But it is The Avengers, at a full 10, that crowns Phase 1. Joss Whedon’s last great work before his descent into self-satisfied mediocrity, The Avengers is a superhero movie that takes not only the idea of superheroes but the idea of a superhero movie seriously. The characters have both emotional depth and clear motivations. Their conflicts arise not from plot contrivance but from conflicting world-views and emotional needs. And they smash alien monsters together real good.

Got a different take on Marvel’s first hexalogy? Let us know in the comments!

Image: Still from The Avengers via IMDb

In the Seen on Screen occasional feature, we discuss movies and television shows of interest.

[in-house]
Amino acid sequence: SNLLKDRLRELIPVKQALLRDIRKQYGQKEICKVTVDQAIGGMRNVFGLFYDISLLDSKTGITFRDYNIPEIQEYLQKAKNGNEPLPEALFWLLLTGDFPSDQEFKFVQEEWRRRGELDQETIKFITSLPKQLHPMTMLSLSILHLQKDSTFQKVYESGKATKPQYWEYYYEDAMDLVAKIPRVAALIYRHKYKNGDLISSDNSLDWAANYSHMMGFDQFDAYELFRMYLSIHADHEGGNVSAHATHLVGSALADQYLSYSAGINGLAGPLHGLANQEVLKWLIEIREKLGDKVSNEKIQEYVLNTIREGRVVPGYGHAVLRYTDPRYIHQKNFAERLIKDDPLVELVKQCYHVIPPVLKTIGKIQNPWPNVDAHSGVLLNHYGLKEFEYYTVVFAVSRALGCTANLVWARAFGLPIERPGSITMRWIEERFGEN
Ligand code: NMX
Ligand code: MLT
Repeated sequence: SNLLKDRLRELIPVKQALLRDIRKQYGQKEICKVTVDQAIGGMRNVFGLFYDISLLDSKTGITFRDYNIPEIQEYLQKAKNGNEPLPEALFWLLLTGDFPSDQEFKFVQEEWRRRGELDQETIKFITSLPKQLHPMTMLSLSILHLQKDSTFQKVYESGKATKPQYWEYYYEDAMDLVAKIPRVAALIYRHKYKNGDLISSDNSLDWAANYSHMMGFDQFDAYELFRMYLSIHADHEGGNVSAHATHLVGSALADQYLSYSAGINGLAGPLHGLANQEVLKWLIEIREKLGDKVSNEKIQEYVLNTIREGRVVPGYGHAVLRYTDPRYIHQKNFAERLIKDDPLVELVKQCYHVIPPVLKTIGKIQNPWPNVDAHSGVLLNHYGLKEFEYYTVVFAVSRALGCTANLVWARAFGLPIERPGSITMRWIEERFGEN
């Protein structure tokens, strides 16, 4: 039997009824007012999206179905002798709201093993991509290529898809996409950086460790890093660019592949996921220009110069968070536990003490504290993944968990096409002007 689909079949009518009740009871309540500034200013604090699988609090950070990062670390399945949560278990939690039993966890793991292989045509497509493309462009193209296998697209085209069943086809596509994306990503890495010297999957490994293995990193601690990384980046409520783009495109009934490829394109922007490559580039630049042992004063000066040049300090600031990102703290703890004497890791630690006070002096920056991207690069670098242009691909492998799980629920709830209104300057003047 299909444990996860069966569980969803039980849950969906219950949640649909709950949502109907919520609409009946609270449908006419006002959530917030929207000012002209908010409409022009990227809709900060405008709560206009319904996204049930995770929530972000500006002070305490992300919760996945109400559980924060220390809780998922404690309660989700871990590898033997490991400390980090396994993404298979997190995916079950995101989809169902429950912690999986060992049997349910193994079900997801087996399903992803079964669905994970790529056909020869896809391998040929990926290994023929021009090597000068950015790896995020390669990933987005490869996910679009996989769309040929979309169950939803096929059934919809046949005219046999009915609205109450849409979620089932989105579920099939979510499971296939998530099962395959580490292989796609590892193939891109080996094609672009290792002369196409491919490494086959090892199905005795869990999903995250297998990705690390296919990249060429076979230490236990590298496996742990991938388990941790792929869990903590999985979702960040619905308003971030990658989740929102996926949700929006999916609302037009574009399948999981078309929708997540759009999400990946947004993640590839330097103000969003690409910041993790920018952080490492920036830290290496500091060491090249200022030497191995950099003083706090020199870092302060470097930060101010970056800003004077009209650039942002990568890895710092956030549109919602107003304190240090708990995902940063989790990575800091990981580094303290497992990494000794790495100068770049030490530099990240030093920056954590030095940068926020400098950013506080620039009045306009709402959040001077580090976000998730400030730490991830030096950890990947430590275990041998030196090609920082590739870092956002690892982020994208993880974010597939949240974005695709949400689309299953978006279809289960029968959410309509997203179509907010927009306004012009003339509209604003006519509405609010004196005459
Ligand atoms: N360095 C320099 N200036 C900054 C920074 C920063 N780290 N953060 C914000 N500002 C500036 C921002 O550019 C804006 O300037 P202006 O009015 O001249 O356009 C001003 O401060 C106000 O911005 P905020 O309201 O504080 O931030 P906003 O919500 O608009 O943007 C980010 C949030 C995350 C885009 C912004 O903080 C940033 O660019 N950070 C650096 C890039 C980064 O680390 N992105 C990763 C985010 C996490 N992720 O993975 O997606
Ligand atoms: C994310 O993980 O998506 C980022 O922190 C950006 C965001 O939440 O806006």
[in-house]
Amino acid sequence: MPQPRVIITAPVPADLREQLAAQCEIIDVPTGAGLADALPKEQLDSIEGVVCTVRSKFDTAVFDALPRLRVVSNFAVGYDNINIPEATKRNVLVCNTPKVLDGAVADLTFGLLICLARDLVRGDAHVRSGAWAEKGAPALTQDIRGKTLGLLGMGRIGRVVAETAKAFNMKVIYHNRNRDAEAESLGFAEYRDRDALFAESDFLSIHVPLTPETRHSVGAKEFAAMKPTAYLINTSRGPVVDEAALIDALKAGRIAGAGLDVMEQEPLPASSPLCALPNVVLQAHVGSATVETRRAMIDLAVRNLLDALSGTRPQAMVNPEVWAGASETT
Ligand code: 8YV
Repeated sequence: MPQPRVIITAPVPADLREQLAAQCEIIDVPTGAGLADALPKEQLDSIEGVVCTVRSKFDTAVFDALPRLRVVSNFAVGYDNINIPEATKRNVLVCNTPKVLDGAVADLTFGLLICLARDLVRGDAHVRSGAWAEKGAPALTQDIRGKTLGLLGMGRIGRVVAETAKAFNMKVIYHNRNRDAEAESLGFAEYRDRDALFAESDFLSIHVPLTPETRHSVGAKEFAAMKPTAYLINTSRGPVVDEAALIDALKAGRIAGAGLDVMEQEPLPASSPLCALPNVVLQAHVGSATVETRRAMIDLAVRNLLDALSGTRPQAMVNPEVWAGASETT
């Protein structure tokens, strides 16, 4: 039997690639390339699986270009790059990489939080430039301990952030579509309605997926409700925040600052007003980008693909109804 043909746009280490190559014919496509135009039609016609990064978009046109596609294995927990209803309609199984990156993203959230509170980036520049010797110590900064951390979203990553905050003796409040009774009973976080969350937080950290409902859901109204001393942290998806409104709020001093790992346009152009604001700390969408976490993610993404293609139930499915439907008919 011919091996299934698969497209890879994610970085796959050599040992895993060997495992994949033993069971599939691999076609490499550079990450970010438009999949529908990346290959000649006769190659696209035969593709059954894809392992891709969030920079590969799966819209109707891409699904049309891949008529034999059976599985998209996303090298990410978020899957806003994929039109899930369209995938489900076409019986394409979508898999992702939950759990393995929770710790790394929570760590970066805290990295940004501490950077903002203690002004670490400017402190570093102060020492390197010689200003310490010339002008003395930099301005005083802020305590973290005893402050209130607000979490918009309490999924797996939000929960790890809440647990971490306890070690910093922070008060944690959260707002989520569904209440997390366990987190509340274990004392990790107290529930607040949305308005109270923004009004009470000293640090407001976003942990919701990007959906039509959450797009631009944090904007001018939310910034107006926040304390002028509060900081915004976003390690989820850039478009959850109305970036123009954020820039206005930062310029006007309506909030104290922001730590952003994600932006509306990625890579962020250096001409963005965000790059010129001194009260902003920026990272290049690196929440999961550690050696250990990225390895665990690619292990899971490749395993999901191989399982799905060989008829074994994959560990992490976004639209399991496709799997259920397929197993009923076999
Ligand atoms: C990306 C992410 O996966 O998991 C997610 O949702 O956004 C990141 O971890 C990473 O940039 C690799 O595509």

DIY Star Wars Marquee

Ashley DIYed a really cool Star Wars marquee. It even lights up!

Handmade with Ashley diy_marquee_star_wars

The base is a handmade wooden sign stenciled, painted, and varnished.

Handmade with Ashley diy_star_wars_marquee_sign_wall_art_knockoff_tutorial-25

Wow. I don’t think I’d have the patience! Full props for such a meticulous job!

See the full tutorial at Handmade with Ashley.

In Making Stuff occasional feature, we share fun arts and crafts done by us and our fellow geeks and nerds.

 

Christopher Robin Trailers with Thoughts on Gender

The movie Christopher Robin opens in a week, on August 03, 2018.

Here’s a trailer from the end of May:

Christopher Robin Official Trailer by Disney Movie Trailers

And a sneak peek from July:

Christopher Robin “Adventure” – Sneak Peek by Disney Movie Trailers